Preferably, the serosa of the intestine is not fixated to the implant. Hence, any friction between the surface of the anchoring means and the fascia, and between the ring and the wall of the intestine passing through the ring can advantageously be avoided. Such friction can for example be generated by stress and tension caused by peristaltic movements of the intestine or mass movements, and repeated friction would at worst result in the injury of the intestine and its content seeping into and infecting the abdominal cavity.

To reduce the risk of infection and inflamation the implant can be imbedded in an antibiotic such as GENTAMYCIN® prior to implantation.

Another alternative way of reducing these risks is to use an implant provided with anchoring means which are distanced from the implant and thereby the intestine by means of at least one thread secured in the central opening of the implant and connected to the anchoring means at the anchoring end of this means. The threads are preferably made of a biocompatible material which is impregnated in a known way with an antimicrobial preparation such as AgNO3 or an antibiotic to reduce the infection risk during and after implantation.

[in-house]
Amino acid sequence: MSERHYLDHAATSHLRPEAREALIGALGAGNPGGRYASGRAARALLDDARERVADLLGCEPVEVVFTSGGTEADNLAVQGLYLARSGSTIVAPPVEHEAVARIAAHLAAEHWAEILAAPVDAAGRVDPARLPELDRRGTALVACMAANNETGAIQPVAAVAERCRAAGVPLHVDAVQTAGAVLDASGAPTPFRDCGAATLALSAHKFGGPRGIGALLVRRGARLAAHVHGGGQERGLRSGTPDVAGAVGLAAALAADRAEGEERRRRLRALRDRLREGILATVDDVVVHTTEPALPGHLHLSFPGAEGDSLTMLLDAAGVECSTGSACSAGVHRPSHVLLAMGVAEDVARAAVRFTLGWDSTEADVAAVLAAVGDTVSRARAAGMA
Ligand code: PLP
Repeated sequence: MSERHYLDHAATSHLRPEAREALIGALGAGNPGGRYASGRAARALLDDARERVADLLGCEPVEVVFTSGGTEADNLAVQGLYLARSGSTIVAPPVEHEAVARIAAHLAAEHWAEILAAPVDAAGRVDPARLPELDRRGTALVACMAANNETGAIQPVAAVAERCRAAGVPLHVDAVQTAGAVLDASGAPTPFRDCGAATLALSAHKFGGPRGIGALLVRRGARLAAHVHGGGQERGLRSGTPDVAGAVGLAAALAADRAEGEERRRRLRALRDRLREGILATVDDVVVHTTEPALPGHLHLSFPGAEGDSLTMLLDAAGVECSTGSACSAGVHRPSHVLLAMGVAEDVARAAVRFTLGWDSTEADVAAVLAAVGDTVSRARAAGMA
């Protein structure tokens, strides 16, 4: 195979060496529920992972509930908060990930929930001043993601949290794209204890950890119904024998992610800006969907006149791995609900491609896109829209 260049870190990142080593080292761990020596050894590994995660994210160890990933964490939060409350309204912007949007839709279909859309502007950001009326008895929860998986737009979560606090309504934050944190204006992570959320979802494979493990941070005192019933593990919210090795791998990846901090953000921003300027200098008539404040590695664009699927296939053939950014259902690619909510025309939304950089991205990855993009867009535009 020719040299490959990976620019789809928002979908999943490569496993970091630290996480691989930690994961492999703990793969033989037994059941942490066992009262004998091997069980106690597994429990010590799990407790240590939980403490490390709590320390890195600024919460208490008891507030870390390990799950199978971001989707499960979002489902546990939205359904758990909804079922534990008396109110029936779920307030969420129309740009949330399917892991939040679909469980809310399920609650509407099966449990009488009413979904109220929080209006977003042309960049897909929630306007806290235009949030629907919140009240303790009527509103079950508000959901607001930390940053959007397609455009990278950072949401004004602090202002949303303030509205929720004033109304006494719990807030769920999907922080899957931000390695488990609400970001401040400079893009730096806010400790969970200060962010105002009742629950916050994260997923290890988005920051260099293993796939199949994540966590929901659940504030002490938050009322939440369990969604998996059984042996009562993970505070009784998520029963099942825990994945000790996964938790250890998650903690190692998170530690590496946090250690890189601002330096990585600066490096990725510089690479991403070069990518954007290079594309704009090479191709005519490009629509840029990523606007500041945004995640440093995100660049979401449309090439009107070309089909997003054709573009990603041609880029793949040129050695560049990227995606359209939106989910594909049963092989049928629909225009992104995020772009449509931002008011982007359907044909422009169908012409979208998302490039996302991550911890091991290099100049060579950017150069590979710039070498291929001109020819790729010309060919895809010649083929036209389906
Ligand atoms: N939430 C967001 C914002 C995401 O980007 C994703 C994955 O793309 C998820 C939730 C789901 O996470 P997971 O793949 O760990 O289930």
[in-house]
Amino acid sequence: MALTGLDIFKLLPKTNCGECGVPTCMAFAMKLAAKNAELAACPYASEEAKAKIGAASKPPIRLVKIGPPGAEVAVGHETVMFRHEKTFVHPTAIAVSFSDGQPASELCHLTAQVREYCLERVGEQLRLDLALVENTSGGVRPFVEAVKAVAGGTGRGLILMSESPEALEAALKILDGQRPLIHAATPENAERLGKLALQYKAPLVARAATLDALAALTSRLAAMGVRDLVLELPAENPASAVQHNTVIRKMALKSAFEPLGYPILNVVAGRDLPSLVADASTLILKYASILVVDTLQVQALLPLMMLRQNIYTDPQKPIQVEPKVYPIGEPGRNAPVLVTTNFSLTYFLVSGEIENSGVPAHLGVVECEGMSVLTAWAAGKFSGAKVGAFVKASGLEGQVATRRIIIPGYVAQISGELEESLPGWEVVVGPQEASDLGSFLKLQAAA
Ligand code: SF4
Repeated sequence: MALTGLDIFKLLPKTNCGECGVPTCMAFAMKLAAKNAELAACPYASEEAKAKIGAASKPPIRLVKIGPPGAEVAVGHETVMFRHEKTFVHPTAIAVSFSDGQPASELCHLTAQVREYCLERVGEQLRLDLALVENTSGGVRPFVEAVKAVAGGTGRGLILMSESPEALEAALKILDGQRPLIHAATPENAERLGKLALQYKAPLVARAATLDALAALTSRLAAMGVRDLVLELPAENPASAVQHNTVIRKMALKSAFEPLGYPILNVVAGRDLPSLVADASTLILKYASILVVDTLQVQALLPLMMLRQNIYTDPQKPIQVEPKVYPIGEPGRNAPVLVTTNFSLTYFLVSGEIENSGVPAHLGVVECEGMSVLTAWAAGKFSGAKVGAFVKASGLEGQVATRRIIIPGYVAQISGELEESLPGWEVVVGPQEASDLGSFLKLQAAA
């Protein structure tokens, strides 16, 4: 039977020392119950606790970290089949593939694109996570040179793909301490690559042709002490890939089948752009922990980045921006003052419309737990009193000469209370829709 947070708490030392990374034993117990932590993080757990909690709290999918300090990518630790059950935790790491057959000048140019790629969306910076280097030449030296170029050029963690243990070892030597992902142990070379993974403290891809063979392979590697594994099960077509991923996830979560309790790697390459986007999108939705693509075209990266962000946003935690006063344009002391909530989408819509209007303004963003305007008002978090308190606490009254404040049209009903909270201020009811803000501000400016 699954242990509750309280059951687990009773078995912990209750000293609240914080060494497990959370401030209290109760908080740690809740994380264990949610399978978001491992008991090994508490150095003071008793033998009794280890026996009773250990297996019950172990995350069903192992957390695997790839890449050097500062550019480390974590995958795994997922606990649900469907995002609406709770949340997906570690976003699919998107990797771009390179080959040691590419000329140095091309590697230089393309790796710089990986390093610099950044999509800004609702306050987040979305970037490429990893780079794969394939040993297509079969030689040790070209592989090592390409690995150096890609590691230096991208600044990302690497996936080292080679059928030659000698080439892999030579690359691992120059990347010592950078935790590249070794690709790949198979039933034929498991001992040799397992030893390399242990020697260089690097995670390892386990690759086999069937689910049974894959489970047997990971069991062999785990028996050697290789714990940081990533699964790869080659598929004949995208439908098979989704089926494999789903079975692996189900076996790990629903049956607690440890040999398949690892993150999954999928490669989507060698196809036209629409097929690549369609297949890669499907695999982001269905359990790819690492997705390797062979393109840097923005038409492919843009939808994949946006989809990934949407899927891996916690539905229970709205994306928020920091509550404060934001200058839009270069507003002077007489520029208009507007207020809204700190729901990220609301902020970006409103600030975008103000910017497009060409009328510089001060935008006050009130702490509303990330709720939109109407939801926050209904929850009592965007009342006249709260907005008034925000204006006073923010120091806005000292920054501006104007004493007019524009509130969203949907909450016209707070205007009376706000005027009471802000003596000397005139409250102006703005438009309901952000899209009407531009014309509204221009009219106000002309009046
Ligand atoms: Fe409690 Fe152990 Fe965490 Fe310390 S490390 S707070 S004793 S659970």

The thickness of the ring walls and the diameter of the rings can be the same or not and will typically depend on the specific application. Correspondingly, the anchoring means can be provided with different lengths. During the surgical procedure the length can be shortened to fit the anatomical conditions at the surgical site.

Within the scope of the present invention the surgeon may according to the circumstances and patients anatomy choose to modify the method so that the step of making a second incision is made subsequent to the step of making a first incision.

BRIEF DESCRIPTION OF THE DRAWINGS

The invention will be explained in greater details below, describing only exemplary embodiments with reference to the drawing, in which

FIG. 1 is a perspective view of a first embodiment of an implant for use in the method according to the invention,

FIG. 2 is a perspective view of a second embodiment of an implant for use in the method according to the invention,

FIG. 3 is a perspective view of a third embodiment of an implant for use in the method according to the invention,

FIG. 4 is a perspective view of a fourth embodiment of an implant for use in the method according to the invention, and

FIG. 5 is a perspective view of a fifth embodiment of an implant for use in the method according to the invention.

DETAILED DESCRIPTION OF THE PREFERRED EMBODIMENTS